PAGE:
4.5 out of 5 stars 154
  • Performance
    4.5 out of 5 stars 138
  • Story
    4.5 out of 5 stars 136

Based on years of archival research and interviews with the last surviving aides and Roosevelt family members, Nigel Hamilton offers a definitive account of FDR's masterful-and underappreciated-command of the Allied war effort. Hamilton takes listeners inside FDR's White House Oval Study - his personal command center - and into the meetings where he battled with Churchill about strategy and tactics and overrode the near mutinies of his own generals and secretary of war.

  • 4 out of 5 stars
  • Placing Roosevelt a the center of WW2 strategy

  • By Greg on 08-30-15

Revisionism without the support.

Overall
1 out of 5 stars
Performance
4 out of 5 stars
Story
1 out of 5 stars

Reviewed: 08-18-17

Hamilton main thesis here is that North Africa in 42 was all FDR. Unfortunately the argument is weak and one gets lost in all the basic factual errors along the way.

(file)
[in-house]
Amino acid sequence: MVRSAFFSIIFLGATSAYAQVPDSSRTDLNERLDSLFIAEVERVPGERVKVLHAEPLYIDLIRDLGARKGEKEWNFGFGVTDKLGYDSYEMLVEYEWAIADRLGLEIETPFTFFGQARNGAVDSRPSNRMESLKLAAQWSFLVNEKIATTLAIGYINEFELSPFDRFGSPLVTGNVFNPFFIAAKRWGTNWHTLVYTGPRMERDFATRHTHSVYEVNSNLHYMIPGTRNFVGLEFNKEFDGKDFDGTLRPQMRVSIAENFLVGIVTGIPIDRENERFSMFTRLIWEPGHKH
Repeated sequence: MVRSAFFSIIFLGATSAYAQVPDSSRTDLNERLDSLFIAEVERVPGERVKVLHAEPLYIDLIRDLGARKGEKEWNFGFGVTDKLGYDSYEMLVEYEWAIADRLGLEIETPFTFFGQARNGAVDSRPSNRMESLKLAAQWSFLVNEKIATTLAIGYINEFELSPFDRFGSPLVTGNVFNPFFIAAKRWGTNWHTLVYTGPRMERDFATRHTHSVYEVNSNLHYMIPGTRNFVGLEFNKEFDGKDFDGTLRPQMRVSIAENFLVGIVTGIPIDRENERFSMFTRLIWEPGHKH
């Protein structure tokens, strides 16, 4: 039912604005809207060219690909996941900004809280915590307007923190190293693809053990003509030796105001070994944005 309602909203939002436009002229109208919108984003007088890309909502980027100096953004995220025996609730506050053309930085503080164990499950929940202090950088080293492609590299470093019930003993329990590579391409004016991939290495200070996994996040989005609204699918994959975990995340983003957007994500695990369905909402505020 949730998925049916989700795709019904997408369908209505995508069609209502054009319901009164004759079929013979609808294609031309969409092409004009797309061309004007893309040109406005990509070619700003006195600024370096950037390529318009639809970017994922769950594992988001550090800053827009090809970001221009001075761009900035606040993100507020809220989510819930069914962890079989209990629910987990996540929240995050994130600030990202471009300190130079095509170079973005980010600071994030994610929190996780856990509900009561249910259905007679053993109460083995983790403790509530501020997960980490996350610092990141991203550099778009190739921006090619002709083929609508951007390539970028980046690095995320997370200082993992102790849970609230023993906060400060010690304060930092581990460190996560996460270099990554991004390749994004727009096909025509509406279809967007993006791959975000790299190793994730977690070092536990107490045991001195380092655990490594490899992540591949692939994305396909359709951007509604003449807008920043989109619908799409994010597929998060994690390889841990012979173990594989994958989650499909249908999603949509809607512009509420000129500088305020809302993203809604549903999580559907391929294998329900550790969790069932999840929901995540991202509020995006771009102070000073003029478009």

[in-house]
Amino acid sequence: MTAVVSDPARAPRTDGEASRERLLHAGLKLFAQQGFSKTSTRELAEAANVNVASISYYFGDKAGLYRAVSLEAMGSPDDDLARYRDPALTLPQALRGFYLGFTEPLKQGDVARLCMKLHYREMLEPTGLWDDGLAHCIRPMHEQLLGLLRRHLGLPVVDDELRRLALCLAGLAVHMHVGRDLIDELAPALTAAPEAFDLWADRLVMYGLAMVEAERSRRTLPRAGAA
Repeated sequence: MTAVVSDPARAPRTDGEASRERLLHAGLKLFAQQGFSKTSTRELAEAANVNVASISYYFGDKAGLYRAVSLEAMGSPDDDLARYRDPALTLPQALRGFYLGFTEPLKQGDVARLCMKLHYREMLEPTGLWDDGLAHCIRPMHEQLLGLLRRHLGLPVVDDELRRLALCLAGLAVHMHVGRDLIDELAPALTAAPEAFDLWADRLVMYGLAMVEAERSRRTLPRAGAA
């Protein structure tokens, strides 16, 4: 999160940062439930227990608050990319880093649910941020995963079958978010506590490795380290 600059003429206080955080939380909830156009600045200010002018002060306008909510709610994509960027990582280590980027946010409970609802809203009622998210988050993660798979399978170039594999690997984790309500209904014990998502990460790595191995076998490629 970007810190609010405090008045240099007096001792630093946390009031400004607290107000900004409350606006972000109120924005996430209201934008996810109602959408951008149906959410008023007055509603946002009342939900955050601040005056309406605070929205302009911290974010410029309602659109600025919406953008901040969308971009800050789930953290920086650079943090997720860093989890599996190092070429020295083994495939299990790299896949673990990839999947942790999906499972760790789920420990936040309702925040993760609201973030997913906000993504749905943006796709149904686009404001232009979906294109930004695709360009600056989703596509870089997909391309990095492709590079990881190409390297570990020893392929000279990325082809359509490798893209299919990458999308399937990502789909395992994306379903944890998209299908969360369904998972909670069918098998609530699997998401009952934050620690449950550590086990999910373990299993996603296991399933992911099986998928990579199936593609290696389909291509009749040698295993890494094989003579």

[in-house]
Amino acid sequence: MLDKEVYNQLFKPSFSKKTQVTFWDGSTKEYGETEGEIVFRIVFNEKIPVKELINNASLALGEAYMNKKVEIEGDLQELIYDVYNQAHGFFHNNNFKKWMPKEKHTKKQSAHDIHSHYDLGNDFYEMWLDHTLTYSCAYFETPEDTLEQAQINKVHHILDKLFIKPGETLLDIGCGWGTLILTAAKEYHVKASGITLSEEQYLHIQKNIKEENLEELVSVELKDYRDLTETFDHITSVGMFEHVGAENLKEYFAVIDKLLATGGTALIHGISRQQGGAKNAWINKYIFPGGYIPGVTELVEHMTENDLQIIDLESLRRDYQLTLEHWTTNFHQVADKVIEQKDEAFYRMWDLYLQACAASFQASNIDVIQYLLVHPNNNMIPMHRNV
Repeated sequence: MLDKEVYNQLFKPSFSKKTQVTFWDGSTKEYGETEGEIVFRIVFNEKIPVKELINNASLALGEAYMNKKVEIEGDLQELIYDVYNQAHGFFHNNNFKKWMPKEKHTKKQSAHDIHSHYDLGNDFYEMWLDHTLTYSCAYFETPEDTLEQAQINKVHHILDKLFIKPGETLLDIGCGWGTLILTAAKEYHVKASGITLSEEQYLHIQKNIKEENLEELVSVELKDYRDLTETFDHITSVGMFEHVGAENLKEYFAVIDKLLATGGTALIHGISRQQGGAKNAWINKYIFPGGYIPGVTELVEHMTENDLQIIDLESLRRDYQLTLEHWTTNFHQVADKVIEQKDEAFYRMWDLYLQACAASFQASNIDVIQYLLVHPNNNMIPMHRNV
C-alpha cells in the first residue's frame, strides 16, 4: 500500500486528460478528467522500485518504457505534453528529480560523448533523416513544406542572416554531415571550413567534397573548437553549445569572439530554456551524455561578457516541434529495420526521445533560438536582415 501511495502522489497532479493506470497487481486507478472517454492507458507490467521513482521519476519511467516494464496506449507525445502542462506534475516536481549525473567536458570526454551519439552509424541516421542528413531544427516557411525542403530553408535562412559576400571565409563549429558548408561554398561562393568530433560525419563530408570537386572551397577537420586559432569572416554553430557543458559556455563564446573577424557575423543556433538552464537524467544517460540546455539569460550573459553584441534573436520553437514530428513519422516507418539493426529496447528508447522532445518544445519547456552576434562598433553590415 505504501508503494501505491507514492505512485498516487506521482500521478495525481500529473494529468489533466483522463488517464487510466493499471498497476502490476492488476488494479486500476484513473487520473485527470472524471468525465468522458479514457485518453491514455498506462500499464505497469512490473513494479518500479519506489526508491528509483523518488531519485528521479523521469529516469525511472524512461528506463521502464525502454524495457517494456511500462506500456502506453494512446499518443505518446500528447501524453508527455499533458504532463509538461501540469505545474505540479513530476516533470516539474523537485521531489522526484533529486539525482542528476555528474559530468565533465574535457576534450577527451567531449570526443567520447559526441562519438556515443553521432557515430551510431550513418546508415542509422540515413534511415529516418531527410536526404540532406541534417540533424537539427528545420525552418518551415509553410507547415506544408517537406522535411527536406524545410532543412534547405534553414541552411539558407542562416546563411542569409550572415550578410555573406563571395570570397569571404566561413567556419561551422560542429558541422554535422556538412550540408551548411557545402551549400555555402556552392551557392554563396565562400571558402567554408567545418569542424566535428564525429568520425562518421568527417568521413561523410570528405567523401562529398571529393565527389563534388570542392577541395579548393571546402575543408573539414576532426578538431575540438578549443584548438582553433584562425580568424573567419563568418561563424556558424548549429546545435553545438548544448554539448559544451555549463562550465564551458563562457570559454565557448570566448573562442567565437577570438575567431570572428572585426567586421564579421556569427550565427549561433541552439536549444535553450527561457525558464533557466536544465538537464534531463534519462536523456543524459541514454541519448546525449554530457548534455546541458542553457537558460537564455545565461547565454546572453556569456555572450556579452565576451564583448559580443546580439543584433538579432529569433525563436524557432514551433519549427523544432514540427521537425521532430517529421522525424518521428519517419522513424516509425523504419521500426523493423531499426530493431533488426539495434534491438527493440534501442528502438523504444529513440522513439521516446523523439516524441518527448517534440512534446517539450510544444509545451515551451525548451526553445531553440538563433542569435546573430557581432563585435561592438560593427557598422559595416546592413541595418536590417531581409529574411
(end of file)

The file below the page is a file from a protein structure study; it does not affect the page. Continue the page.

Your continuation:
In addition, the subtitle should be "WSC a study in failure". While stumbling along, Hamilton revels in letting us know Churchill liked to drink. Who knew?

Simply put FDR agreed with WSC, for nothing more than politics- mid terms at that, over his own service chiefs and Torch was born. Good thing he went along, as it was the best option and saved his 'broad front non political generals' a war altering defeat in France in 43.

0 of 1 people found this review helpful

  • Blitzed

  • Drugs in Nazi Germany
  • By: Norman Ohler, Shaun Whiteside - translator
  • Narrated by: Jonathan Keeble
  • Length: 7 hrs and 46 mins
  • Unabridged
  • Overall
    4.5 out of 5 stars 449
  • Performance
    4.5 out of 5 stars 419
  • Story
    4.5 out of 5 stars 419